Dynamometer-Card Classification Uses Machine Learning
- Chris Carpenter (JPT Technology Editor)
- Document ID
- Society of Petroleum Engineers
- Journal of Petroleum Technology
- Publication Date
- March 2020
- Document Type
- Journal Paper
- 52 - 53
- 2019. Society of Petroleum Engineers
- 12 in the last 30 days
- 35 since 2007
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This article, written by JPT Technology Editor Chris Carpenter, contains highlights of paper SPE 194949, “Beam-Pump Dynamometer Card Classification Using Machine Learning,” by Sayed Ali Sharaf, Tatweer Petroleum; Patrick Bangert, SPE, Algorithmica Technologies; and Mohamed Fardan, Tatweer Petroleum, et al., prepared for the 2019 SPE Middle East Oil and Gas Show and Conference, Manama, Bahrain, 18–21 March. The paper has not been peer reviewed.
In reciprocating rod pumping systems, analysis of dynamometer-card data can deliver valuable insight into the status of the pump, and can indicate if future action is required. The complete paper explains the steps taken to improve surveillance of beam pumps using dynamometer-card data and machine-learning techniques, and reviews lessons learned from executing the operator’s first artificial intelligence (AI) project.
The oldest and most widely used method of artificial lift is called beam pumping, or the sucker-rod lift method. A dynamometer is a device used on beam pumps that measures load on the polished rod (top) and plots the load in relation to the rod position as the pumping unit moves through a stroke cycle. This plot is known as the surface card.
A pump card is a plot of load vs. position on the pump’s plunger. The pump card is more useful for surveillance purposes because it filters effects of anything above the plunger and provides standard pump card shapes for interpreting pump operating conditions. Identification and diagnosis of beam pumps using the pump card is an expensive human visual-interpretation process, not only requiring significant labor time but also deep expertise in the domain.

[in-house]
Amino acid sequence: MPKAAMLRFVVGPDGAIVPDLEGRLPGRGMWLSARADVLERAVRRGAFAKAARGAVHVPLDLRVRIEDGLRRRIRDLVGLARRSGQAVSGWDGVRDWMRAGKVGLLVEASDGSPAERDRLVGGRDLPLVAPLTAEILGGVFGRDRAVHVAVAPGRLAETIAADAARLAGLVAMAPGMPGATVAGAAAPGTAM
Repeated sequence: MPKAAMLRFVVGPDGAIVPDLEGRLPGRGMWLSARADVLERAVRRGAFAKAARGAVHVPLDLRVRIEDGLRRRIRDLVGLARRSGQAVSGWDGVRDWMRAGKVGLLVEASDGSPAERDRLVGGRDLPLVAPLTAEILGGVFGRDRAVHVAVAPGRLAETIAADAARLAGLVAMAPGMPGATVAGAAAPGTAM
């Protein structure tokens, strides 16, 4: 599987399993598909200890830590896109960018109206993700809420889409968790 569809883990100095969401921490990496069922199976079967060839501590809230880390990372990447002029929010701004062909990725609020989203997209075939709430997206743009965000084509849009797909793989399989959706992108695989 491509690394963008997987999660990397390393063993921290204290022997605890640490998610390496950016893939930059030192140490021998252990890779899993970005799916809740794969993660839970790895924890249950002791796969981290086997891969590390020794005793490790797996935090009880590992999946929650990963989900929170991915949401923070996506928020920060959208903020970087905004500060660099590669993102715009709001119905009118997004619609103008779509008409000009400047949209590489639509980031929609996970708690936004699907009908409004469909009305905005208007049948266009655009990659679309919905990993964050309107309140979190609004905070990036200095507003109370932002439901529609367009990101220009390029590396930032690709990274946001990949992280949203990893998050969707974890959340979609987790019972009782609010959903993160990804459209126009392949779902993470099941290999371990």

Use of machine-learning techniques for pattern recognition can help automate the visual interpretation process, increasing efficiency and reducing maintenance activities resulting from missed early diagnosis.
Sucker-rod pumps are widely deployed in the Bahrain Field. There are two different types of communication layers used across the field, radio and optical fiber. Almost 300 optical-fiber- connected beam-pump units (BPUs) have been selected for surveillance and advanced analysis. Fiber is used to avoid any communication issues during data collection for the AI project. The sampling rate of collection for each pump is one reading per 20 seconds, thus covering three pump cards per minute. All BPUs are connected to a central server that converts hardware-communication protocol used by a programmable logic controller into the open-platform-communication (OPC) protocol.
Fig. 1 shows the details of the 209 values representing a single pump card being read from a BPU and stored in the operator database. During the data-collection period, a total of 5,380,163 pump cards from 297 BPUs were collected and stored in the database.
Data Labeling and Preparation
In machine learning, an important step after data collection is data labeling, which is usually performed manually by experts. The labeled data set is used to feed machine-learning algorithms that detect patterns specific to each class.
A total of 35,292 pump cards has been labeled (more than 1,000 cards per day on average). A useful feature of the labeling software is that it allows labeling an entire time period of cards in one shot, although such labeling should be performed with care.
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